Even for those who don’t suffer from said issues, it’s unlikely we’ll hear the conclusive end of the debate on how much sleep is good for creativity, with some arguments broadly praising the benefits of less sleep and others suggesting it depends on the type of creative. For that reason, we’re not going to flat-out suggest you get more sleep than you need to feel good nor will we be penning an Analysis titled “Why You Don’t Actually Need to Sleep That Much” anytime soon.

Rather, we take this study as proof of the overall importance of a good night’s sleep, which now that we see how cerebrospinal fluid is involved, could be affectionately (and accurately) called our daily “brain shower.” Just like a real shower, the exact length varies by the individual and you take as long as you need to start/end your day feeling clean, refreshed and creative.

May 23, 2019

Breaking down the science of beauty and how it influences creativity


In his 2013 book, The Aesthetic Brain, neuroscientist Anjan Chatterjee discusses our brain’s ability to have aesthetic experiences—those deep “magical” moments that leave us in awe. While these responses have evolved out of the same chemical and emotional pathway that helped us survive, they now help us understand why we like the things we like.

What makes an experience aesthetic?

According to Chatterjee, there are certain configurations of sensations and of objects in the world that produce an experience that is qualitatively different than just straight perception.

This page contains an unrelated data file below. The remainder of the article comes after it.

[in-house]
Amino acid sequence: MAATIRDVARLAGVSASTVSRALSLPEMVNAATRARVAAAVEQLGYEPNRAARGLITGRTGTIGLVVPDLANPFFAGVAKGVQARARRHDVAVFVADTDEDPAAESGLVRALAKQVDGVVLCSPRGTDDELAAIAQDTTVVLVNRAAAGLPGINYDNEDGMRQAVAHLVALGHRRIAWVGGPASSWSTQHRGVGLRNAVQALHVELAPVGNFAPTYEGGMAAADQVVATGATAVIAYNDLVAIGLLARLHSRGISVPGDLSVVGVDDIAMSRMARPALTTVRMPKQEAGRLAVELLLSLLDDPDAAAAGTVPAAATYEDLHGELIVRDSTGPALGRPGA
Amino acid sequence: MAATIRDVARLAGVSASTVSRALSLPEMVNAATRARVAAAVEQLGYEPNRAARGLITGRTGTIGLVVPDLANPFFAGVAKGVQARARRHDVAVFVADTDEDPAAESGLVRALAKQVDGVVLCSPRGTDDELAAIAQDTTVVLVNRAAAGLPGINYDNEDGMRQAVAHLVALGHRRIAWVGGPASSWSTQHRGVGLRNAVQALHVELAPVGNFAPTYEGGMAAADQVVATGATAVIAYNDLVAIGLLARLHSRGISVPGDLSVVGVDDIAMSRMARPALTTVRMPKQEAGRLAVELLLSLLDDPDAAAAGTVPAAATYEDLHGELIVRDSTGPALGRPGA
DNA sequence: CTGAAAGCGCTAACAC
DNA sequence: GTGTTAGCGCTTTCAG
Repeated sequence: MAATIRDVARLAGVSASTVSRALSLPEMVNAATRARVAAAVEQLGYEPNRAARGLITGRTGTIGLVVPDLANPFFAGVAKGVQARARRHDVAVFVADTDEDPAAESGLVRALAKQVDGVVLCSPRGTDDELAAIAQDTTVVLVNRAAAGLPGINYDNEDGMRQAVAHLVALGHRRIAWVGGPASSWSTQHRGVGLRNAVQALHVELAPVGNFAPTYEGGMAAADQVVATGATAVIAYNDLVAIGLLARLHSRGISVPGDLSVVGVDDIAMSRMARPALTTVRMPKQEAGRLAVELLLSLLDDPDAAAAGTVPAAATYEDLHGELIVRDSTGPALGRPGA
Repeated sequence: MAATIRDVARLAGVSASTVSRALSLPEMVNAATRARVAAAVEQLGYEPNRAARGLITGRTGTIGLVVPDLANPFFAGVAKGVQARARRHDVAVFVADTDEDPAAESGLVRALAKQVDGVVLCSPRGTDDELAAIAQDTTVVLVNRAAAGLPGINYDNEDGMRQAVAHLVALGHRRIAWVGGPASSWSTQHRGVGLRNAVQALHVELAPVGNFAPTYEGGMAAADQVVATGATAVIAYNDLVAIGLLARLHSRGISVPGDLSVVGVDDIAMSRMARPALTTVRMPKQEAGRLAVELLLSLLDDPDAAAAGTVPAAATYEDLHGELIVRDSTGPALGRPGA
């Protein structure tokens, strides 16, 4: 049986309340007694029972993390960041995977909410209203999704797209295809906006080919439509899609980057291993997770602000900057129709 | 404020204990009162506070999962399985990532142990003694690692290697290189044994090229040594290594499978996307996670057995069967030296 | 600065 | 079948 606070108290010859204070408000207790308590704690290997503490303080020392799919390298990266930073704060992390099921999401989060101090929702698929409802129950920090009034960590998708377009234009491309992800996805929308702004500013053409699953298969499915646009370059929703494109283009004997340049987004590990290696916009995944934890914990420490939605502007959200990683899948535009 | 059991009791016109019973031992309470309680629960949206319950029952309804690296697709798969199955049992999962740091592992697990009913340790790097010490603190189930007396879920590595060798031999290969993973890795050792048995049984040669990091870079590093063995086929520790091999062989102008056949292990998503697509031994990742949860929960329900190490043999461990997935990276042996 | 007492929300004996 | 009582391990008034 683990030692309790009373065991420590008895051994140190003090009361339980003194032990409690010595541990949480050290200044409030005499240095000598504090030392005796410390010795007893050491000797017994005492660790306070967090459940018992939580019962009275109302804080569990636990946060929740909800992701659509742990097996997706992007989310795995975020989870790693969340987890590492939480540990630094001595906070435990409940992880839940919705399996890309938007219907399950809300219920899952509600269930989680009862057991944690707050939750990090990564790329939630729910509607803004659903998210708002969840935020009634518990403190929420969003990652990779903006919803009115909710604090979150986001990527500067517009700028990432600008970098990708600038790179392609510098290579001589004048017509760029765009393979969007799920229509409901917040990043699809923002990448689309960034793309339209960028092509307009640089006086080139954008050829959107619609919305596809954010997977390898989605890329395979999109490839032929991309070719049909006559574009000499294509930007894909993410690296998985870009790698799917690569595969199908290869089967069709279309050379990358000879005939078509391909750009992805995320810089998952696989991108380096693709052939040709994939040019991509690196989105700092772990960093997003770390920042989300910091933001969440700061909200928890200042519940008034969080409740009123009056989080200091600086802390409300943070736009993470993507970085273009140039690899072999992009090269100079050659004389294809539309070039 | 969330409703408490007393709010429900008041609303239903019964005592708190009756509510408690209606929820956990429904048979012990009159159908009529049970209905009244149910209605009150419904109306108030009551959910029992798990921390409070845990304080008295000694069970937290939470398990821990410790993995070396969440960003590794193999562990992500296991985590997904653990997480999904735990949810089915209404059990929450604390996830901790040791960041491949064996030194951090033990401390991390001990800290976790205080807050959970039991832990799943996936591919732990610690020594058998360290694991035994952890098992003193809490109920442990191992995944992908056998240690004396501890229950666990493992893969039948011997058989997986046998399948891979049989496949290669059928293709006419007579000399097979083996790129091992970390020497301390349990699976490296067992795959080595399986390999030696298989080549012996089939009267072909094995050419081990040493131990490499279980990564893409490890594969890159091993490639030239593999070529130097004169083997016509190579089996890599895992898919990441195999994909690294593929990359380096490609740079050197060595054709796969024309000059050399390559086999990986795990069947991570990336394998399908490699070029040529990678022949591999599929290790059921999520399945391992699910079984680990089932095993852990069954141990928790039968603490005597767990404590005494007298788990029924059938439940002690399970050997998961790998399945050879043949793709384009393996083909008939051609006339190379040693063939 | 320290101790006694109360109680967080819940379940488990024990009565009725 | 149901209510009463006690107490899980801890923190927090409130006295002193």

But what differentiates “aesthetic experiences” from pleasurable ones such as having a good meal or seeing something or someone attractive?

He believes one way aesthetic experiences distinguish themselves is by being self-contained: the experience doesn’t go beyond your own immersion and engagement with experience and it doesn’t come with an impulse to act such as a desire to purchase an object or show it to a friend.

Liking over wanting

Neuroscientist Kent Berridge refers to two systems that work together as part of our brain’s reward system: that of liking and that of wanting. In short, we tend to like the things we want and we want the things we like. Chemically and anatomically, however, they work differently in our brains.

Dopamine’s role in learning is key to helping us get what we want, whereas the “liking” system is purely about pleasure and is mediated by our opioid and cannabinoid receptors. These two systems can be disassociated, however, as in the case of addiction where we want something we don’t necessarily like anymore.

As far as aesthetic experiences go, the liking aspect takes precedence over the wanting aspect; we like for the sake of liking.

The aesthetic triad

Chatterjee and his contemporaries involved in neuroaesthetics believe that there are three means in the brain through which we can have an aesthetic experience and can help understand how our brain is being engaged.

  • Sensor motor circuitry: traditional beauty and scientific sense of “pleasing” aesthetics
  • Emotional and reward circuitry: the wanting and liking system
  • Semantic conceptual circuitry: refers to messages, cultural background, and contextual knowledge